I don't know why tree planting is so satisfying to me, but my dream would be to live in an arboretum. I'm on my way to creating a small tree museum here.
There is not much room left to expand my arboretum or extend my mini-forest. I have planted the back hill too thickly with native maples and pin oaks and swamp white oaks and black gums and persimmons and sweetgums and tuliptrees. The saplings are all gaining size and growing into each other the way a natural forest would.
My sassafras stand is taking hold out in the meadow, finally. In the yard specimen trees like a pagoda dogwood, a sourwood, a redbud, magnolias, stewartias, two cornelian cherries, some tree-form blackhaw viburnums are all getting taller than me, and the maples and spruces and birches are now quite big. But I want to plant more.
What's on my shopping list so far this year?
Ostrya virginiana. It's called hophornbeam. A native shade tree, with interesting hop-like seedpods that dangle and flutter. I saw one on a walk in our local reservoir a few years ago, and it was enchanting. I want to plant one for those pretty hop flowers. The habit is kind of coarse and large, so it will go in the meadow.
|Hophornbeam From New England Wildflower Society - Plant profile|
Carpinus caroliniana. This is called blue beech, or musclewood for its smooth gray sinewy looking bark. It's another native. I'm going to plant three in a small grove (I don't have much room; a grove can only be three trees big). It's another native, a smallish tree that grows in the shady understory.
|Blue beech, or Musclewood From Missouri Botanical - Plant profile|
Parrotia persica 'Vanessa'. This is a cultivar, and it is not a native, but it is a stunner. 'Vanessa' is narrow, although not really fastigate, and I think I can get it in next to another tree in the front part of my yard. It has beautiful form, clean leaves, and gorgeous fall color. A real specimen.
|Parrotia persica 'Vanessa' From Learn2Grow - Plant profile|
I don't plant trees to save the planet. It simply makes me happy in a way that flower gardening does not, so I keep doing it.
I will never enjoy the real reward. As a gardener in my mid 60s, I will be gone from this little arboretum when the trees I plant reach maturity. I will not sit under their shade or be able to hang a swing from their lowest branches. I will not see them at their best.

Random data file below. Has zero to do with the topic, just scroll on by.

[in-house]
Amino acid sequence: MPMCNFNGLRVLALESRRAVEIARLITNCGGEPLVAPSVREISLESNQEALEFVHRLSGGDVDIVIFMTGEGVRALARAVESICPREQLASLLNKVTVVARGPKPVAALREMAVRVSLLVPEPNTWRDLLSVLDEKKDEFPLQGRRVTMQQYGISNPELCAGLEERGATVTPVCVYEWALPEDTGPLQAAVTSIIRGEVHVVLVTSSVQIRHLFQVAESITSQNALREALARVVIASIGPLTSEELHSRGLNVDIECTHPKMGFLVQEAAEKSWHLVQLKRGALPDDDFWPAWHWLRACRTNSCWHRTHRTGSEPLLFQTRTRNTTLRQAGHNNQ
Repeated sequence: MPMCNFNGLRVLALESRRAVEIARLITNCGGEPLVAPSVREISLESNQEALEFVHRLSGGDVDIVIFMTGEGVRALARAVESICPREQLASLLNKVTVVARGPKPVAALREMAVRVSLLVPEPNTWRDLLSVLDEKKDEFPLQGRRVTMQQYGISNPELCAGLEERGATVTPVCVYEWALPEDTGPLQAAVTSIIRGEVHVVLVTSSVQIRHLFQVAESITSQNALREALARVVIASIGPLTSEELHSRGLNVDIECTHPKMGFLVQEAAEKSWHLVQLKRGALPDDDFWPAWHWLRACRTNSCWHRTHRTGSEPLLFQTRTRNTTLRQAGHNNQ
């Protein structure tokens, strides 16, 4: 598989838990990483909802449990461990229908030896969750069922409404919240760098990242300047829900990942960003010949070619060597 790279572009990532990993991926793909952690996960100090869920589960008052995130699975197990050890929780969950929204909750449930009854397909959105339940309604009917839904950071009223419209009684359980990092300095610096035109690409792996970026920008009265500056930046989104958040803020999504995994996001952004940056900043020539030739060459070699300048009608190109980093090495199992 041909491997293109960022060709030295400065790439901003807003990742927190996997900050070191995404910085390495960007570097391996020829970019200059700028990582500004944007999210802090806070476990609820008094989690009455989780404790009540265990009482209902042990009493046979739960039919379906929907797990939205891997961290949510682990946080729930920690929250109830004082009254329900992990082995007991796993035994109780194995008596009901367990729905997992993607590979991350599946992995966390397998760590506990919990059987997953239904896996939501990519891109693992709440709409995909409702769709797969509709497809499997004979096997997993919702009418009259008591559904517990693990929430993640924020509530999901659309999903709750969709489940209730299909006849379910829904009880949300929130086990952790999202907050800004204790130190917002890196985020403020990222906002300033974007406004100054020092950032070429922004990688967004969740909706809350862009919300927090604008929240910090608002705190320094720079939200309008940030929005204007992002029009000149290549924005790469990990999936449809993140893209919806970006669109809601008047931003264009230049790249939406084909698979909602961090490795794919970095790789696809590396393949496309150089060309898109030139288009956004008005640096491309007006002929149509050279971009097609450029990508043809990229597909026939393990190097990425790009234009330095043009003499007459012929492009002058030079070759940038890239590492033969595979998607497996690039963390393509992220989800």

Someone else will live in this house and curse the fact that there is too much shade, that there are too many weird kinds of trees, and that the damn sweetgum drops its spiky fruits in the yard.
My reward instead is imagining how this will all look in the future. And I do get a more immediate pleasure from seeing spindly container plants grow into saplings.
Some of the original trees I started planting seven years ago are actually medium sized young trees now. Some screen the view beyond as intended, some are already flowering in their youth, and some are looking graceful in the way they will eventually at maturity.
That's good, and that's all I ask right now.
My sources for small container-grown trees that I can plant myself:
Broken Arrow Nursery in Hamden, CT - a specialty nursery 40 minutes from my house. Interesting selections of woody plants, great propagation program, knowledgeable staff. They publish their retail inventory online, so I can shop for exactly what I want before I get there.
Silver Spring Nursery in Bloomfield, CT - a small, local nursery that is a hidden gem right here in town. Kevin Wilcox, the owner, is an expert in woody plants, propagates most of his inventory and can usually locate a specific plant even if his small nursery does not have it.
Forestfarm Online Nursery in Oregon - very comprehensive inventory of mail order plants, especially trees and shrubs. Shipping is costly, but the plants arrive in excellent shape and the selection is great. I have had some zone transplant difficulties (they are in the Pacific NW, and I am planting in New England), but most survive. Their catalog is no frills, no pictures, nothing glossy, just endless pages of plant descriptions!